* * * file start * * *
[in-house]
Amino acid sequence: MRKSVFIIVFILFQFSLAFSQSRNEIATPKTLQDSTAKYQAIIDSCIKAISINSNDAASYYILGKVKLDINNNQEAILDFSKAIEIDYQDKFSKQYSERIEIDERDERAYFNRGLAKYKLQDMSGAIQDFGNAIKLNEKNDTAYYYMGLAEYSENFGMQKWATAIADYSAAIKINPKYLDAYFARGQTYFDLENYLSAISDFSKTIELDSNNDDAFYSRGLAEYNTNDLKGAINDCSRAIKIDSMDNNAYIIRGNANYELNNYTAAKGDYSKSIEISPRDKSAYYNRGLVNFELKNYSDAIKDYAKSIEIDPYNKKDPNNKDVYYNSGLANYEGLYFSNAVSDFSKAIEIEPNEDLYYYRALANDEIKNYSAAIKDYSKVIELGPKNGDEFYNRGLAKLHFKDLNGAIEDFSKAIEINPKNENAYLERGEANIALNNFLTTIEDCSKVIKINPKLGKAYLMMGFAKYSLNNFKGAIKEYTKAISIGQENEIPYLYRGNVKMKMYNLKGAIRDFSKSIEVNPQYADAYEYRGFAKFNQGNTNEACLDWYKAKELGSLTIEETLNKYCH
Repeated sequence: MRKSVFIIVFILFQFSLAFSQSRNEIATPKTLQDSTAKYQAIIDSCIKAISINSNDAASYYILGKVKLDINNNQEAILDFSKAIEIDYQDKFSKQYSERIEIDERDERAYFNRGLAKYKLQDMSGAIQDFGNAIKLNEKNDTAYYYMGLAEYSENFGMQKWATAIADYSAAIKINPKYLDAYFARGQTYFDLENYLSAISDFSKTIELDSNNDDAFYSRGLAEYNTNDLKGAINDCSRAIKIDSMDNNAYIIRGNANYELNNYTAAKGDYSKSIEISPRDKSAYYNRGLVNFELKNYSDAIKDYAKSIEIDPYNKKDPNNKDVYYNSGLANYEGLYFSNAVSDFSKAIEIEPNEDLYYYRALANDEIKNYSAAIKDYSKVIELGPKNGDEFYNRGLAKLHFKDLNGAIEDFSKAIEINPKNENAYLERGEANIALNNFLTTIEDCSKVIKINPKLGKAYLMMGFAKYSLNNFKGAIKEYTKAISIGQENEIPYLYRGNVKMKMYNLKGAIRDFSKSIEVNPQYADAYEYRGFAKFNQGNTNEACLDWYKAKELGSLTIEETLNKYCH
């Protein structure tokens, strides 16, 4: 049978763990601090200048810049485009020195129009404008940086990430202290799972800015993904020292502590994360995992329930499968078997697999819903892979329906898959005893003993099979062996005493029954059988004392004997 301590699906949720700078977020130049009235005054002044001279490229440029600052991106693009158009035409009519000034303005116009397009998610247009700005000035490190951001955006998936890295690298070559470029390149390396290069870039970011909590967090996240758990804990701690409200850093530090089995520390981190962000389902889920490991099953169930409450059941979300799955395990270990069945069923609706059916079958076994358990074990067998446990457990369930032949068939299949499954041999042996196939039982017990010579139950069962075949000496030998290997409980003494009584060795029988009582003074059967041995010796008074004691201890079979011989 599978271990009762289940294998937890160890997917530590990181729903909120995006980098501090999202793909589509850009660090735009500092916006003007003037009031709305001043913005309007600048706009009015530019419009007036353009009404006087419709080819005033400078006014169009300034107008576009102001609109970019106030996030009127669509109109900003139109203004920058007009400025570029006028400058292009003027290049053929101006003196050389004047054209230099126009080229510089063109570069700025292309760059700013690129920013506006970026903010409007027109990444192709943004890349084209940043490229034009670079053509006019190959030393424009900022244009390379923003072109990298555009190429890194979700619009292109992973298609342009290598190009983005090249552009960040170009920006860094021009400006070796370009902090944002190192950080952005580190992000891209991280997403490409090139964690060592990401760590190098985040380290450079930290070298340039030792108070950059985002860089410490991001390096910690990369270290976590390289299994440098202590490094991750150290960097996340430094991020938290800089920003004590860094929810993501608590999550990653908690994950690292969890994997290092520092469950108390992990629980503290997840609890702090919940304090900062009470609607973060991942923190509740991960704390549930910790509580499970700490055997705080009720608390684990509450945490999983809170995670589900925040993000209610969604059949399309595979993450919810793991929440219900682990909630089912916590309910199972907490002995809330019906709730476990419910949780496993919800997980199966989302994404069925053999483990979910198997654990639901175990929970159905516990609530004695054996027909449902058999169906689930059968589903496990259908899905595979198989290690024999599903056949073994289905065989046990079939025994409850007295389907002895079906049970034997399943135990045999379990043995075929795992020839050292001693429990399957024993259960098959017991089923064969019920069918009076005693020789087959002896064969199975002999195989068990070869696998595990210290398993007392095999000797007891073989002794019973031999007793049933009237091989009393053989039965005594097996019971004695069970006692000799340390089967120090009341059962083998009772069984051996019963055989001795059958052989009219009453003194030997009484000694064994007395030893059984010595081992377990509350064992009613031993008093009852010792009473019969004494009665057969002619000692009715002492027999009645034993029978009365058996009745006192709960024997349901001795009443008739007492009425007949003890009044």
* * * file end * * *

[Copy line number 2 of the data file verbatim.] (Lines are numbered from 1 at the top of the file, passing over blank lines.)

Amino acid sequence: MRKSVFIIVFILFQFSLAFSQSRNEIATPKTLQDSTAKYQAIIDSCIKAISINSNDAASYYILGKVKLDINNNQEAILDFSKAIEIDYQDKFSKQYSERIEIDERDERAYFNRGLAKYKLQDMSGAIQDFGNAIKLNEKNDTAYYYMGLAEYSENFGMQKWATAIADYSAAIKINPKYLDAYFARGQTYFDLENYLSAISDFSKTIELDSNNDDAFYSRGLAEYNTNDLKGAINDCSRAIKIDSMDNNAYIIRGNANYELNNYTAAKGDYSKSIEISPRDKSAYYNRGLVNFELKNYSDAIKDYAKSIEIDPYNKKDPNNKDVYYNSGLANYEGLYFSNAVSDFSKAIEIEPNEDLYYYRALANDEIKNYSAAIKDYSKVIELGPKNGDEFYNRGLAKLHFKDLNGAIEDFSKAIEINPKNENAYLERGEANIALNNFLTTIEDCSKVIKINPKLGKAYLMMGFAKYSLNNFKGAIKEYTKAISIGQENEIPYLYRGNVKMKMYNLKGAIRDFSKSIEVNPQYADAYEYRGFAKFNQGNTNEACLDWYKAKELGSLTIEETLNKYCH